Jeanne Owens, author

Blog about author Jeanne Owens and her writing


Available Now – Chronicles of Riss: Adventures in Sorcery Paperback Edition

It’s here! It’s finally here! Woohoo!

What is? The paperback edition of my book, Chronicles of Riss: Adventures in Sorcery, that’s what! After debating it for a while, I finally decided to have a paperback version of this short story collection. And now it’s here and Chronicles of Riss is no longer only available as an ebook. Now, those of you who prefer to hold an actual book in your hand to read instead of an e-reader can enjoy this book full of fun, fantastical adventures.



Confronting evil sorcerers. Fighting monsters. Dueling metal golems. Searching for a sea monster. Hunting lost treasure. Finding a missing show dog. Competing in talent contests. Helping lost children. These are just some of the widely varied exploits that the young mercenary sorceress Marissa “Riss” Cobalt shares in this second Adventures in Sorcery book. Riss reveals how she ended up as a mercenary and chronicles some of the many adventures, ranging from fun to serious, that she’s had prior to the events of Kismet and Tell.





Get it now on Amazon by clicking here.

You can get the ebook version on Amazon here and at other online bookstores, like Barnes & Noble.

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How to Write Point of View, Part 2, First Person

Story Empire

Pictures of single eyes scattered atop one another and ringed by purple, red, or yellow eye shadow. From Pixabay.
Image by Gerd Altmann from Pixabay

Hi SErs! Harmony here 🙂 Today, I’d like to talk about how to write Point of View (POV) in the First Person perspective.

First Person narrative is almost as up close and personal as your writing gets.

What is First Person POV?

First Person POV is told from the viewpoint of the character. That is, from inside their head. The reader sees and hears and senses and learns everything via that character’s perception. First Person POV is written using I, Me, My, Mine, Myself, and We. See below for an example of first person prose …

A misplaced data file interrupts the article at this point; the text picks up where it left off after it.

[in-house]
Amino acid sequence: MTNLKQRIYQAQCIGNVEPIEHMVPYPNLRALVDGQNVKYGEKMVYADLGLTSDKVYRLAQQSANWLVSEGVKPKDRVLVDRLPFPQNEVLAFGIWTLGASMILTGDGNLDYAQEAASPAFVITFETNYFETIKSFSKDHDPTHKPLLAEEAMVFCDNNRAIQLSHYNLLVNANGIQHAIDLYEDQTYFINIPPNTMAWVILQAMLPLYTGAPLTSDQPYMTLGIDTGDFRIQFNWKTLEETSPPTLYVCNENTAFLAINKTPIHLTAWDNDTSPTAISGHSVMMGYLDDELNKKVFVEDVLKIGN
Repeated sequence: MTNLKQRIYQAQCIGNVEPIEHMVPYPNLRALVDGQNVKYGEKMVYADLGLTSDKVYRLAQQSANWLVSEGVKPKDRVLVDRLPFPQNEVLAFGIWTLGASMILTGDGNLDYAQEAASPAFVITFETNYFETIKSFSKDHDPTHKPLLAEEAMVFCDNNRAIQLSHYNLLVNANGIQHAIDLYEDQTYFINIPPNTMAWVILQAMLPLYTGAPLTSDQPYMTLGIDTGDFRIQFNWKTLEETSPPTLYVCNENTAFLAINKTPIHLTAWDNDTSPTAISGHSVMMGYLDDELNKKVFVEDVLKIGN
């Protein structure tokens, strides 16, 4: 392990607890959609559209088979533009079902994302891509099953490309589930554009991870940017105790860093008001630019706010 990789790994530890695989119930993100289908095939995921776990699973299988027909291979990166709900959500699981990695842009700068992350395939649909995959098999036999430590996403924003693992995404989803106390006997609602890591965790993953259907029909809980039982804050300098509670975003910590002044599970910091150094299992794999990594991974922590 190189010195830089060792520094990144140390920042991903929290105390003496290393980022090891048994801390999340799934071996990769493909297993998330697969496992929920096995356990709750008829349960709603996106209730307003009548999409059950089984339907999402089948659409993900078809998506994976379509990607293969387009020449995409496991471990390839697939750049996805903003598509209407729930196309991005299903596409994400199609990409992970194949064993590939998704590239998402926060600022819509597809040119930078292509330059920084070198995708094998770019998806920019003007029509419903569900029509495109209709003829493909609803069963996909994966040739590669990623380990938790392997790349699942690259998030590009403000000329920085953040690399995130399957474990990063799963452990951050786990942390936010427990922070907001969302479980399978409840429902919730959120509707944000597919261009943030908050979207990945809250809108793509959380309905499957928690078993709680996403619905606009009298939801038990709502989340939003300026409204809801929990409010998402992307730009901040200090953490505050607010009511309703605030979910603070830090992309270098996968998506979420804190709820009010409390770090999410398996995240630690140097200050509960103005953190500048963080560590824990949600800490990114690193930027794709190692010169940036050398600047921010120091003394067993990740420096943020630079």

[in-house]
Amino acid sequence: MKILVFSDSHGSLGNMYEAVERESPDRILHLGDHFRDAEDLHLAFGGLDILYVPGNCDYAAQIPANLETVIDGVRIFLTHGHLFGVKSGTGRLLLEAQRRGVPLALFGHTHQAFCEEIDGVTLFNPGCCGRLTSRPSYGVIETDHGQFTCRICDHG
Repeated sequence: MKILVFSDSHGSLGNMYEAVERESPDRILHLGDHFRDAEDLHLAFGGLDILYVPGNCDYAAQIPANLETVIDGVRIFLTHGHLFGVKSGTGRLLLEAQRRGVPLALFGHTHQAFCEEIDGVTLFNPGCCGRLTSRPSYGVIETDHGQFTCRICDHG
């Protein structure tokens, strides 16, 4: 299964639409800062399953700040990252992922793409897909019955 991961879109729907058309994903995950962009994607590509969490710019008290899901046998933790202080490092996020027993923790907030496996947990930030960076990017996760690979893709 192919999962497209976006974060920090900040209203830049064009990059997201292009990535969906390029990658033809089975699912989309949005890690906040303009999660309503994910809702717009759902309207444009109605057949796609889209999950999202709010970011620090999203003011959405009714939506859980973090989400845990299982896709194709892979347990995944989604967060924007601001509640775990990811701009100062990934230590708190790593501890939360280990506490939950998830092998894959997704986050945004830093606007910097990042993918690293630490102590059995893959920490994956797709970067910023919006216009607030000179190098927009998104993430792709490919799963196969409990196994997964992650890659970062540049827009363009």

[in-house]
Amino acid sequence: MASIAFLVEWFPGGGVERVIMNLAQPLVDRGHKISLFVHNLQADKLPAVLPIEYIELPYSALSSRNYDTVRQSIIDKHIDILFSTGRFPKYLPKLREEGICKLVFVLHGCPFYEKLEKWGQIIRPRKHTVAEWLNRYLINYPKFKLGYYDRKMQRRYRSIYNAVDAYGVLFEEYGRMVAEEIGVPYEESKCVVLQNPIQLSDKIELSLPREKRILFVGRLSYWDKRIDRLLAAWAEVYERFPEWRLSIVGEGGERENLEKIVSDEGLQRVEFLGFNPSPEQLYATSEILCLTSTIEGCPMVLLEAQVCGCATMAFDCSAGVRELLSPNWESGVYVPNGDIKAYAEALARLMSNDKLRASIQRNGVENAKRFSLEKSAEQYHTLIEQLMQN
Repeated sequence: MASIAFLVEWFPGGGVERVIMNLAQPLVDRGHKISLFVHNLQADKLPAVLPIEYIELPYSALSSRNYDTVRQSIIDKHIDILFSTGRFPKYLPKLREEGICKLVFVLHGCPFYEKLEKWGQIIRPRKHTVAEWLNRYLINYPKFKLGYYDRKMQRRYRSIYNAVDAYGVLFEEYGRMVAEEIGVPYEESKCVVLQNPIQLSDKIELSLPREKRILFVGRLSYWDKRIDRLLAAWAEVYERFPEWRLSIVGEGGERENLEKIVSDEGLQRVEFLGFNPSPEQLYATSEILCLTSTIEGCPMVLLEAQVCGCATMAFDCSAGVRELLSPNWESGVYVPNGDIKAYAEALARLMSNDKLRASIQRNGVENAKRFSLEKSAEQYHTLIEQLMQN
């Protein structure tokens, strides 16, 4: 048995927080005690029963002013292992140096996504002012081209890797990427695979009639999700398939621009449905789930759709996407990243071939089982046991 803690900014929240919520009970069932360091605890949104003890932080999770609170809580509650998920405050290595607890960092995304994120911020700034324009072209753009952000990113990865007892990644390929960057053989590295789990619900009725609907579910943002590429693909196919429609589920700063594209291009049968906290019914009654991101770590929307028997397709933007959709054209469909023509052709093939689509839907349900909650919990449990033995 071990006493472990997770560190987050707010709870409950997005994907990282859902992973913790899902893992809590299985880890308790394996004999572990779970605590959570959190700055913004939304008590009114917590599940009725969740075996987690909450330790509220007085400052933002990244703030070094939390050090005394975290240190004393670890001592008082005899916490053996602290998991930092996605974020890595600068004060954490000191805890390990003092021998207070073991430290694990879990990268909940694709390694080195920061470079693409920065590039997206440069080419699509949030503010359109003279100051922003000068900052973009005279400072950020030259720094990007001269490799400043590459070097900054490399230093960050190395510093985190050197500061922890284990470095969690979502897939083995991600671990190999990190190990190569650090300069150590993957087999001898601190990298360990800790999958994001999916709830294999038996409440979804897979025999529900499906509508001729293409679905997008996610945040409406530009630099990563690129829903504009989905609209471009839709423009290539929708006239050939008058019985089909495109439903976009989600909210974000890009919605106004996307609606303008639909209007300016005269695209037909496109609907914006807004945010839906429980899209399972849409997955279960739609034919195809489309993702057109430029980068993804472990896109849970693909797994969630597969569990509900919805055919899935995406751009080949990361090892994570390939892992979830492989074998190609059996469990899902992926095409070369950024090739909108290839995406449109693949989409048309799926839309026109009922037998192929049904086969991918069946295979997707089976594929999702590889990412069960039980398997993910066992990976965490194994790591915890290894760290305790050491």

By the time I get home, my husband will be dead. It’s hard to not smile at the thought. I have the best alibi an abused and beaten wife could ask for, sitting here having dinner and drinks with three of my oldest friends. It won’t matter…

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How To Clean a House Like a Writer #AmWriting

House cleaning is a useful activity for writers.

The amount of house cleaning a writer does depends on a number of factors:

  • Stage of WIP. If the writer is in that euphoric writing stage (up to the first 5k words for most of us) house cleaning will be de-prioritised. On the other hand if the writer is knee deep and wading through the mid novel swamp then house cleaning will happen. If the writer hates their WIP (can happen at any stage) or just wants to avoid it (again this can happen at ANY stage) then house cleaning is guaranteed.
  • Twitter. If Twitter is down it is more than likely the writer’s house / flat / room will get cleaned.
  • Deadlines. If the writer is in a sweaty, deadline-induced panic then the state of the house will be ignored until the writer has met their deadline and spent a…

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The Moon- Stream of Consciousness Saturday #SoCS


The path you walk

May seem confusing, 

Full of insecurities

And uncertainties.

You may feel

Lost on your journey,

As if wandering

In the dark of night,

Not sure of where

You should be going.

But worry not,

For the Moon will

Light your path,

Providing the clarity

And understanding

Your intuition needs

To guide your way

Through the darkness.

Use its gentle light

To walk your path,

And take your steps

Bravely towards

Your hopes and dreams.

This post is part the Stream of Consciousness Saturday prompt, “the last photo you took”:

My last photo was of the Buck Moon on July 23, 2021 (the photo at the beginning of the post)


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#Writers 8 Steps to Side Characters #BookReview @sacha_black

This book, 8 Steps to Side Characters by Sacha Black is launching TODAY and it is a writing game changer.